On June 28th we left the city squeezing our riding and camping equipment into a too small hire car. Ignoring the driver’s comments about the poor horses who had to carry all this kit we set off for Arburd Sands in Mongol Ils where our horses awaited us.
On arrival Densmaa told us that most of the regions we would be riding through were dry. She promised to keep us abreast of the water situation before we left. This of course worried us but not enough to deter us.
At the camp, enjoying the last of their summer vacation, was Densmaa’s nine year old son and his eight year old friend. They overheard Tim speaking Mongolian with Densmaa and were amazed that a gaddad hoon (literally meaning outside person) was talking their language. Tim was presented with a comic book and asked to read from various pages. They then realised I could also speak the language and asked question after question about us. The rest of Friday afternoon was spent playing card and war games with the two young lads.
We had not met the horses and were looking forward to doing so. The plan was to practise packing and loading in the hope we could refine our skills before starting the ride.
Four days were given over to training the horses to load luggage. This was done the Mongolian way. During our time in Mongolia we and our non-Mongolian friends often referred to things being mongolised. There is actually a word for this.
The loading of the pack horses was mongolised. This involved hobbling the pack horse, putting the pack saddle on and standing back. We had hoped to practise our chosen method of packing/loading learnt via a book from two well respected American packers. The Mongolians we were working with decided this way was no good and insisted on making something up on the spot. We vowed to keep quiet and wait until we were on our own before reverting back to the way we wanted to pack.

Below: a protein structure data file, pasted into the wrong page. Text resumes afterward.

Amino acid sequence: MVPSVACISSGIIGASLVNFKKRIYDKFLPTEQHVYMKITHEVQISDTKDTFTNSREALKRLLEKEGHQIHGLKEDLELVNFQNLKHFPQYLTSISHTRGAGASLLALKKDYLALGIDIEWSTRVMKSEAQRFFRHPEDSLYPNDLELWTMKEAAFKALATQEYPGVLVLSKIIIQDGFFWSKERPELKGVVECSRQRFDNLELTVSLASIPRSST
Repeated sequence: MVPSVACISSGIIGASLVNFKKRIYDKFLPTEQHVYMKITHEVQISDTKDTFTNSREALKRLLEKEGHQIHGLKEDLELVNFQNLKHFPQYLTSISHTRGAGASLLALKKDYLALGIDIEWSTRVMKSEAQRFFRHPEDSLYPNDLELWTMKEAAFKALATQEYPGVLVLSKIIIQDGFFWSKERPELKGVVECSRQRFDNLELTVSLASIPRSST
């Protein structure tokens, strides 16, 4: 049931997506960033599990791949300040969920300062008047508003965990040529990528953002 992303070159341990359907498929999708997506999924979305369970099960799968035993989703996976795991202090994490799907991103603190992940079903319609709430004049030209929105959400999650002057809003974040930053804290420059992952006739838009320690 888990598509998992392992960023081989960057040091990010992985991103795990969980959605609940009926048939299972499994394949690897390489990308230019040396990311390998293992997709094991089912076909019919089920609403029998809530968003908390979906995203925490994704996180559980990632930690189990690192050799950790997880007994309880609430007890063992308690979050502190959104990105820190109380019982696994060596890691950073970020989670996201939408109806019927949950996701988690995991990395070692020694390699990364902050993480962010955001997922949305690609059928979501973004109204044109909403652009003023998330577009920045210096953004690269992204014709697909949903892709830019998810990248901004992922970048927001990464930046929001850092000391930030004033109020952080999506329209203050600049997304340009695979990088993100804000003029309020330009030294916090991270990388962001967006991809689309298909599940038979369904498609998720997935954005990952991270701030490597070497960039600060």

We met two of the horses on Saturday. They were both bays and looked like they had western blood in them. One had been trained by Batdrack’s father for two years and the other was from another brother. The two horses were clearly companions. We tried our English endurance saddles on them and they fitted and although the weather was very windy we went out for a couple of two hour rides. When we returned it was decided that the hobbles we had shipped in from the UK needed mongolising. The two sets of hobbles we had brought used to hobbled the front two legs of a horse had a back hobble added and the two single leg hobbles were joined together and supplemented with a back hobble.
Two hobbles aren’t enough for your average Mongolian horse. Due to the lack of enclosures they spend a large part of their working life hobbled. Some horses are extremely agile in hobbles and Tim’s riding horse was a great example. He would easily hobble around the countryside, covering a good distance before returning to camp, he would kneel to drink in his hobbles and one day I watched in astonishment as he jumped a stream.
It is traditional for the back hobble to go on the left hind leg in the day and at night the mantra ″right is night” applies. I asked why but could never get any answer bar ″That’s what they’re trained to.” During the course of the trip I swapped my back hobble from left to right during the day as once my horses realised ″right is night” they offered me their right hind legs, night-time meant a rest, and resisted when I asked for their left hind legs. Captain James was particularly stubborn with this.
Later that night we conversed with, for the sake of convenience and because I am terrible at remembering names, Karl a German tourist. A very interesting man, as often one stumbles across when travelling, he was in Mongolia as an election observer and had travelled to a variety of countries with this role to keep his retirement interesting and allow cheap travel. Turns out Karl is a base jumper. A 74 year old base jumper. He had recently had a stop put on his base jumping activities as his new wife wasn’t keen on the safety aspects. Karl thought our trip was amazing and we chatted about horses over dinner.